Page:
An initial look at the C. Crane CCRadio-EP Pro

Earlier this week, I took delivery of the latest radio from C. Crane: the CCRadio-EP Pro. C. Crane sent me an early production model for evaluation.

Since posting an announcement last November, several SWLing Post readers have contacted me and asked if I would take a look at this next iteration of the venerable CCRadio-EP.

Yesterday, I started a proper evaluation of the EP Pro by taking it to a park where I compared it with my trusty Tecsun PL-660 on AM/mediumwave.

First impressions are favorable in terms of sensitivity, stability and audio, but with a number of caveats.

The Silicon Labs SI4734 diagram

The EP Pro is not a true analog set like its predecessor–it’s based on the Silicon LabsSI4734 DSP chip.

In other words, much like the Degen DE321, the Degen DE32, the Tecsun R-2010D, the Kchibo KK9803 and the ShouYu SY-X5 (which I review in a shoot-out here), the CC-Radio EP Pro is a mechanically-tuned DSP receiver.

On the plus side, the new EP Pro will not drift like its analog ancestor (a common complaint from EP owners).

But truth be told, I’m not the biggest fan of mechanically-tuned DSP radios. Why? For one thing, it’s nearly impossible to eliminate muting between 10 kHz frequency steps on the AM band. Note here that the EP Pro is fixed at 10 kHz steps, though C. Crane tell me a future production run will have a 9/10 kHz step toggle.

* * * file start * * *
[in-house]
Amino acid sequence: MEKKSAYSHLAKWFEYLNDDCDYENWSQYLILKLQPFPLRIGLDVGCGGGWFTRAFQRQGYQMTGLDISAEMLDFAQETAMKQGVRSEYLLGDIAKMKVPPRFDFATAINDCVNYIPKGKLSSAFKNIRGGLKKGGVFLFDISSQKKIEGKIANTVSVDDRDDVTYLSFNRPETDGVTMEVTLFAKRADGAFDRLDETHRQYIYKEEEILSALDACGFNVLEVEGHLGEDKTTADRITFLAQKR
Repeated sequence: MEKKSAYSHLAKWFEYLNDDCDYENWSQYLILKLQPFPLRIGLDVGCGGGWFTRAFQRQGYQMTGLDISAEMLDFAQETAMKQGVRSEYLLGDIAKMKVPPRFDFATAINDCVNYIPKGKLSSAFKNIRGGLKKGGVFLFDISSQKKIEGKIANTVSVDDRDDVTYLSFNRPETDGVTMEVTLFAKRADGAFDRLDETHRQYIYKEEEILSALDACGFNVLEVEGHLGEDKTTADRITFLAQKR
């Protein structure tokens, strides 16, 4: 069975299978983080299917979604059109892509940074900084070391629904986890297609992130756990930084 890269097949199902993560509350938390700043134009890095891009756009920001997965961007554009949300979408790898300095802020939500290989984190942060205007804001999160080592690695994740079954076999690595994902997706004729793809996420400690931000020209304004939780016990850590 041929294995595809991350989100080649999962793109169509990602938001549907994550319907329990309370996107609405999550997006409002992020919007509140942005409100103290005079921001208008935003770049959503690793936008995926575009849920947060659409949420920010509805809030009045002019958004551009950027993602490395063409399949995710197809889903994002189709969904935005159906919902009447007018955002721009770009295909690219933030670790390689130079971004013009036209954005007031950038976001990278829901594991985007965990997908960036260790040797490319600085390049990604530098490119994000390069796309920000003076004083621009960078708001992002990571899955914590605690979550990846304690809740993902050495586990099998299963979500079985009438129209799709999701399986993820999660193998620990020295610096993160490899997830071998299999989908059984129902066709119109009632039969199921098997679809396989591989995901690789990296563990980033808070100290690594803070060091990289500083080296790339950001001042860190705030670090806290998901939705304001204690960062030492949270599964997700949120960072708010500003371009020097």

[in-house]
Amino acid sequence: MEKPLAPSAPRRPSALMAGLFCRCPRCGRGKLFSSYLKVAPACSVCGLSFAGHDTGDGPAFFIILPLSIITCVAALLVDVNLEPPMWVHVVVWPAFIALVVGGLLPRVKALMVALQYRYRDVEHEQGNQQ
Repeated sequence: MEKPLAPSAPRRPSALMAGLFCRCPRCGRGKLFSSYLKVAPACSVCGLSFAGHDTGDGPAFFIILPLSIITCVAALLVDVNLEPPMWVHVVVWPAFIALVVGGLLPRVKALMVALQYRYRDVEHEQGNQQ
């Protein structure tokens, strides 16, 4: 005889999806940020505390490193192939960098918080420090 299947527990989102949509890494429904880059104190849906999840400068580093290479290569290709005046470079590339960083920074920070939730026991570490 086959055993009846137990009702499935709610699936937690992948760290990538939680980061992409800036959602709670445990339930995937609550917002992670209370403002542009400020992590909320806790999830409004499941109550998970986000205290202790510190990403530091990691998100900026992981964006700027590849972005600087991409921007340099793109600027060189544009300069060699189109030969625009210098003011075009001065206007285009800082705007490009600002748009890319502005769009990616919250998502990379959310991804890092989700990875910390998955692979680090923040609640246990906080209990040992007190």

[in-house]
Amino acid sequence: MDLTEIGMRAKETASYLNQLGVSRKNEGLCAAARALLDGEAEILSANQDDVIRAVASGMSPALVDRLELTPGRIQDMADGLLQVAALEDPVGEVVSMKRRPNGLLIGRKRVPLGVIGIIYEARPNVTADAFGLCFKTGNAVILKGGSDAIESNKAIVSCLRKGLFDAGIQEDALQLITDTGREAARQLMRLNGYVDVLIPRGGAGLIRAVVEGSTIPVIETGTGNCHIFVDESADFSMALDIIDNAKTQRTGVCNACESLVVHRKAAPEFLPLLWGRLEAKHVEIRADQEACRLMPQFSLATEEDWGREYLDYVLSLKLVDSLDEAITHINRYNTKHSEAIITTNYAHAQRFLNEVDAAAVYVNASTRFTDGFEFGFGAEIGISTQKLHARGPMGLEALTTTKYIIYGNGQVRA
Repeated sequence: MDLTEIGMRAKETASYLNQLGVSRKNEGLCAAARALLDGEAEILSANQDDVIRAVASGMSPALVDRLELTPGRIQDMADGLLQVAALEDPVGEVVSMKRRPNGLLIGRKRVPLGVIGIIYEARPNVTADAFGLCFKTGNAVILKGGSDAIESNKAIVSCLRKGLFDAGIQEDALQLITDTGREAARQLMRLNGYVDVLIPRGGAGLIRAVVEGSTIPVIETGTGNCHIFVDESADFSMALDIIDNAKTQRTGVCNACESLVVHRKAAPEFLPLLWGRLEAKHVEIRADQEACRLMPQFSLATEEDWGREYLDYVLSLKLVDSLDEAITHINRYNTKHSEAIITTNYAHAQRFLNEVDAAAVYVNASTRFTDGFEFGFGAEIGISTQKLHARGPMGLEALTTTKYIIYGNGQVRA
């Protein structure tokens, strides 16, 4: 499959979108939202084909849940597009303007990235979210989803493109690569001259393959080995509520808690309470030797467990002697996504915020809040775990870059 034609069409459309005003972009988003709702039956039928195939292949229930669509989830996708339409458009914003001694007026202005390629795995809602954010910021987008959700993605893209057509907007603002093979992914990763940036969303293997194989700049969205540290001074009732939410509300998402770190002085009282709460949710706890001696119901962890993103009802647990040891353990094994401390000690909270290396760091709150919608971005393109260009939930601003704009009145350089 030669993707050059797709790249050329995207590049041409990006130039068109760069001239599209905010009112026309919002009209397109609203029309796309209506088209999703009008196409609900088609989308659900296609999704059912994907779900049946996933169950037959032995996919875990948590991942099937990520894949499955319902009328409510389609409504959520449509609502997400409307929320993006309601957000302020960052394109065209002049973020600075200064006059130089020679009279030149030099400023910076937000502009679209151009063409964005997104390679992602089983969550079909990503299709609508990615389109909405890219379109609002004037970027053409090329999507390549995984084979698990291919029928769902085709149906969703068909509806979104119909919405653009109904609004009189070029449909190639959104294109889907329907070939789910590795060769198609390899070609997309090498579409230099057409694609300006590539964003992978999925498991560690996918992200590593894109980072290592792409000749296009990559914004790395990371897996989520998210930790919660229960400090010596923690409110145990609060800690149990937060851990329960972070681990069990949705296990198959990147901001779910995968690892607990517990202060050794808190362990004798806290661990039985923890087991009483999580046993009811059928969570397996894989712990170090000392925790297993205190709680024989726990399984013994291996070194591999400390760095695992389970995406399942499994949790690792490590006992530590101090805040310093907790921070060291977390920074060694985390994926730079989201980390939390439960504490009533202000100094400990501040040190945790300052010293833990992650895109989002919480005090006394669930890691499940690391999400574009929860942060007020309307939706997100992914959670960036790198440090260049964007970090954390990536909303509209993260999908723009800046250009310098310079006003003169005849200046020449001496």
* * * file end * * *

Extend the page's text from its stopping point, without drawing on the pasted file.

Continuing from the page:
Additionally, the EP Pro produces false peaks/images on either side of a strong AM or FM signal. In fact, C. Crane includes the following informational insert with the EP Pro:

This is going to be a quirky radio.

The tuning mechanism is…well…unusual…and takes some getting used to. I’ve also discovered that the top half of the AM dial is inaccurate. Here’s the EP Pro centered on WTZQ at 1600 kHz:

I estimate that the slide rule dial is off by about 40-50 kHz at the top end of the band. It’s much more accurate below 1,200 kHz, however. I plan to hook the EP Pro up to a signal generator and note the results in my forthcoming review.

Speaking of an EP Pro review, I plan to publish it within the next two weeks, so stay tuned!

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Click here to check out the CCRadio-EP Pro on C. Crane’s website.

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9 thoughts on “An initial look at the C. Crane CCRadio-EP Pro

  1. KPC

    “Note here that the EP Pro is fixed at 10 kHz steps, though C. Crane tell me a future production run will have a 9/10 kHz step toggle.”

    How does this currently 10kHz steps radio behave if a frequency split between 10kHz steps is tuned to, such as for example 1215 kHz (evenly split) – a frequency used in 9kHz step countries ??

    Someone give it a try with a modulated signal generator ?

    Reply
  2. Tim

    That other “prominent online radio reviewer” who tried to gloss over the EP Pro’s shortcomings failed to do so. Any serious radio enthusiast would be able to see right through his lame justifications. And with this additional review stating the undeniable – that the Pro is inferior to the original – I’ve decided to keep the older model. No need for an amateurish Pro.

    Reply
  3. The Professor